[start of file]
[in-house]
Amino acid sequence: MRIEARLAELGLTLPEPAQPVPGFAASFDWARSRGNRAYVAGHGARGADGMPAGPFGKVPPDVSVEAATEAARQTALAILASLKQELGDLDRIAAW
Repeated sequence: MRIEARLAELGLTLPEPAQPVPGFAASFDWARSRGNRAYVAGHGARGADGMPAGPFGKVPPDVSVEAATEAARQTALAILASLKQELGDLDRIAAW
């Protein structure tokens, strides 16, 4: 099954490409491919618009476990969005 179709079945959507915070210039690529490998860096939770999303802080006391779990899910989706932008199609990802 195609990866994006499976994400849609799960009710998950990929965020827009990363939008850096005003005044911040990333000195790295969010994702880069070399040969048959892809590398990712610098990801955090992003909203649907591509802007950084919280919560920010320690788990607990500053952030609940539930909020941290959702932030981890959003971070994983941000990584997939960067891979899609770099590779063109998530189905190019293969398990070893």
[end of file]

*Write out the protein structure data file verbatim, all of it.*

[in-house]
Amino acid sequence: MRIEARLAELGLTLPEPAQPVPGFAASFDWARSRGNRAYVAGHGARGADGMPAGPFGKVPPDVSVEAATEAARQTALAILASLKQELGDLDRIAAW
Repeated sequence: MRIEARLAELGLTLPEPAQPVPGFAASFDWARSRGNRAYVAGHGARGADGMPAGPFGKVPPDVSVEAATEAARQTALAILASLKQELGDLDRIAAW
């Protein structure tokens, strides 16, 4: 099954490409491919618009476990969005 179709079945959507915070210039690529490998860096939770999303802080006391779990899910989706932008199609990802 195609990866994006499976994400849609799960009710998950990929965020827009990363939008850096005003005044911040990333000195790295969010994702880069070399040969048959892809590398990712610098990801955090992003909203649907591509802007950084919280919560920010320690788990607990500053952030609940539930909020941290959702932030981890959003971070994983941000990584997939960067891979899609770099590779063109998530189905190019293969398990070893």